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Author And Activist Brings Her Message Of Anti-Ageism To Pittsburgh

Anti-ageism activist Ashton Applewhite visits Pittsburgh Tuesday.

Ashton Applewhite wrote what she calls her “first serious book” in 1997. It was titled "Cutting Loose: Why Women Who End Their Marriages Do So Well," and it was inspired by what she saw as the prevailing perception of divorced women as depressed and pathetic. 

Pittsburgh Arts & Lectures presents Ashton Applewhite. 7 p.m. Tue., March 19. Carnegie Library Lecture Hall, 4400 Forbes Ave., Oakland.

A similar observation, this time about prejudice against older people, prompted Applewhite to launch her blog Yo, Is This Ageist? in 2012. The blog tackled our culture’s pervasive view of older folks as frail and incompetent, among other stereotypes. The blog, in turn, was prelude to “This Chair Rocks: A Manifesto Against Ageism.” Applewhite self-published the book in 2016; it’s newly republished this month by Celadon Books, and her national tour arrives in Pittsburgh Tuesday.

Applewhite, who lives in Brooklyn, is 66. “This Chair Rocks” was inspired by the fact that many older people she knew were living productive, healthy lives. The book – not to mention the 1.4 million views for her 2017 TED Talk “Let’s End Ageism” – suggest that plenty of people are ready for a new way to talk about the issue.

The term “ageism” was coined in 1969, and it’s likely no coincidence that this was also a peak of the 20th-century rise of youth culture. “I think I probably need to blame my generation, the Baby Boom,” she said in a recent phone interview from the road in Washington, D.C. “You know we invented ‘never trust anyone over 30’ and sort of invented youth culture, and it has come back to bite us in the butt.”

Ageism, she argues, is inculcated in us practically from birth, by everything from advertising to New Yorker cartoons. “The most important first step is to look at your own attitudes towards age and aging, because we are all ageist,” she said.

People also have to recognize that ageism interacts with bias based on things like income and skin color: Disadvantaged folks, for instance, too often don’t get to realize the benefits of healthy later years. And ageism can cut both ways, as in knee-jerk dismissals of the talents of younger people.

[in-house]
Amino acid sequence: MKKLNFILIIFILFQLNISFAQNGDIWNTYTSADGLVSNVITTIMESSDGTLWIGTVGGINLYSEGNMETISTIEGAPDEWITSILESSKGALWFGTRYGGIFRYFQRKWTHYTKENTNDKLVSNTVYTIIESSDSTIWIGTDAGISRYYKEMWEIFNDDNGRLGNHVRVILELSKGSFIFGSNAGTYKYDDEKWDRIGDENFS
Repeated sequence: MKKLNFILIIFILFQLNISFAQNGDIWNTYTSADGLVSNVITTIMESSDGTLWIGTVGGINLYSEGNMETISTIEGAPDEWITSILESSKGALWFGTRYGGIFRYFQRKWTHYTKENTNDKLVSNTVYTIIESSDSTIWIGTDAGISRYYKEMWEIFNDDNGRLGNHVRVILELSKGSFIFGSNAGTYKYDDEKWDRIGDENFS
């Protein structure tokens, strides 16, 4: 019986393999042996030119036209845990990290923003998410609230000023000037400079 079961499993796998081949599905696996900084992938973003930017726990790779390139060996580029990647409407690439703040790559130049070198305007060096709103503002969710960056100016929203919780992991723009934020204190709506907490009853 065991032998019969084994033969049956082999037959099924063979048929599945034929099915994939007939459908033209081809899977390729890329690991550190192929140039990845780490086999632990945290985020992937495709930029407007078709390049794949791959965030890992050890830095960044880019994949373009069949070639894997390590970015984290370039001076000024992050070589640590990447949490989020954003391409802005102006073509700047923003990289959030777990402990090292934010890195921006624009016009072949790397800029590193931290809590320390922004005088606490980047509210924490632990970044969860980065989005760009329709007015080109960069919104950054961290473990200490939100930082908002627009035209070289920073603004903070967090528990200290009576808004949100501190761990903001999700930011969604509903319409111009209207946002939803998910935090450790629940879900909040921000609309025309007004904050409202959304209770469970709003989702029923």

Ultimately, Applewhite said, “we need a broad-based grassroots movement” against ageism – like the Women’s Movement of the 1970s --  “to raise awareness of discrimination so that people realize that the obstacles they're facing are not personal problems but widely shared political problems that require collective action.”

Age needs to become a criterion for diversity, she said. While she acknowledges that a society with an aging population faces challenges including rising health-care costs, Applewhite emphasizes the benefits of having experienced, knowledgeable people around.

“We have this extraordinary resource the social capital of hundreds and hundreds of thousands more healthy well-educated adults than ever before in human history,” she said. “And if we don't understand, individually and collectively, how age bias blinds us to the upside and the opportunities, we are not going to be able to take advantage of this extraordinary unprecedented human socio-economic opportunity.”

Applewhite speaks here Tuesday. Tickets are $10 and are available here.

Bill is a long-time Pittsburgh-based journalist specializing in the arts and the environment. Previous to working at WESA, he spent 21 years at the weekly Pittsburgh City Paper, the last 14 as Arts & Entertainment editor. He is a graduate of Northwestern University's Medill School of Journalism and in 30-plus years as a journalist has freelanced for publications including In Pittsburgh, The Nation, E: The Environmental Magazine, American Theatre, and the Pittsburgh Post-Gazette. Bill has earned numerous Golden Quill awards from the Press Club of Western Pennsylvania. He lives in the neighborhood of Manchester, and he once milked a goat. Email: